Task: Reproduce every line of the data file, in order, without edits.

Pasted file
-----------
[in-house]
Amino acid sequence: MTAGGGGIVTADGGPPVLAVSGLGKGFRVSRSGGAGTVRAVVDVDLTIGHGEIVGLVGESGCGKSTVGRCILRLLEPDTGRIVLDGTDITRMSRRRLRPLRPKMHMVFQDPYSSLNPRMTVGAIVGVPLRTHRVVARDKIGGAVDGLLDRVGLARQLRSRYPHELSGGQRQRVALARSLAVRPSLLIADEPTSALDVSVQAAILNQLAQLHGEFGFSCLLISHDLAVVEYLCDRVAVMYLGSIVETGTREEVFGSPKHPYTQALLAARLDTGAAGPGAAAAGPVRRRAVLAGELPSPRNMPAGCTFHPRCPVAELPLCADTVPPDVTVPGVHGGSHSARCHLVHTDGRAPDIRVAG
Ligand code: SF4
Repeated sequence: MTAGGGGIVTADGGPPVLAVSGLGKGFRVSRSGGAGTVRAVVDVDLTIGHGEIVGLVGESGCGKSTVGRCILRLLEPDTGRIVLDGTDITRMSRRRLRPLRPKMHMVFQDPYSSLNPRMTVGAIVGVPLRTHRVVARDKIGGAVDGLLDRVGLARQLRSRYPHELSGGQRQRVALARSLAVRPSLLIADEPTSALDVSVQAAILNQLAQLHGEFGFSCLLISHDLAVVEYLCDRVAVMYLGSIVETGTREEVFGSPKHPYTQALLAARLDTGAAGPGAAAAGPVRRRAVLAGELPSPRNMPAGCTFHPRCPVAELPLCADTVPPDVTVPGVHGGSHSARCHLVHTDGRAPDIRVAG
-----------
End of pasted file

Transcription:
[in-house]
Amino acid sequence: MTAGGGGIVTADGGPPVLAVSGLGKGFRVSRSGGAGTVRAVVDVDLTIGHGEIVGLVGESGCGKSTVGRCILRLLEPDTGRIVLDGTDITRMSRRRLRPLRPKMHMVFQDPYSSLNPRMTVGAIVGVPLRTHRVVARDKIGGAVDGLLDRVGLARQLRSRYPHELSGGQRQRVALARSLAVRPSLLIADEPTSALDVSVQAAILNQLAQLHGEFGFSCLLISHDLAVVEYLCDRVAVMYLGSIVETGTREEVFGSPKHPYTQALLAARLDTGAAGPGAAAAGPVRRRAVLAGELPSPRNMPAGCTFHPRCPVAELPLCADTVPPDVTVPGVHGGSHSARCHLVHTDGRAPDIRVAG
Ligand code: SF4
Repeated sequence: MTAGGGGIVTADGGPPVLAVSGLGKGFRVSRSGGAGTVRAVVDVDLTIGHGEIVGLVGESGCGKSTVGRCILRLLEPDTGRIVLDGTDITRMSRRRLRPLRPKMHMVFQDPYSSLNPRMTVGAIVGVPLRTHRVVARDKIGGAVDGLLDRVGLARQLRSRYPHELSGGQRQRVALARSLAVRPSLLIADEPTSALDVSVQAAILNQLAQLHGEFGFSCLLISHDLAVVEYLCDRVAVMYLGSIVETGTREEVFGSPKHPYTQALLAARLDTGAAGPGAAAAGPVRRRAVLAGELPSPRNMPAGCTFHPRCPVAELPLCADTVPPDVTVPGVHGGSHSARCHLVHTDGRAPDIRVAG